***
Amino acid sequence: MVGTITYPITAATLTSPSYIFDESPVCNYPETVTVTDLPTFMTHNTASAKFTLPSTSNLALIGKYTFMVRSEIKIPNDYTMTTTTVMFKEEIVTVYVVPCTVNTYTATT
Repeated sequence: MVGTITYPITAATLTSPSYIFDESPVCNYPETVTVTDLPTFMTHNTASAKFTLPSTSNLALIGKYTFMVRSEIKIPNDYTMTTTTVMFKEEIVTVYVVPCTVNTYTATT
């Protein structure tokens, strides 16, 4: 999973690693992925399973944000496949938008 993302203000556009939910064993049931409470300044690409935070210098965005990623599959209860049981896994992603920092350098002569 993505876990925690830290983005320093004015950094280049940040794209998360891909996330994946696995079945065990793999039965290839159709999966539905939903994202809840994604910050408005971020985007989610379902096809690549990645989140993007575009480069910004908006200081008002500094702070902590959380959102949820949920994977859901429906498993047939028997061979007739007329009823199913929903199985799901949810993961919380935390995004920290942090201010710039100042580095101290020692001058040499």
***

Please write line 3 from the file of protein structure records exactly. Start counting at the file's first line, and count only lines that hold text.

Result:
């Protein structure tokens, strides 16, 4: 999973690693992925399973944000496949938008 993302203000556009939910064993049931409470300044690409935070210098965005990623599959209860049981896994992603920092350098002569 993505876990925690830290983005320093004015950094280049940040794209998360891909996330994946696995079945065990793999039965290839159709999966539905939903994202809840994604910050408005971020985007989610379902096809690549990645989140993007575009480069910004908006200081008002500094702070902590959380959102949820949920994977859901429906498993047939028997061979007739007329009823199913929903199985799901949810993961919380935390995004920290942090201010710039100042580095101290020692001058040499």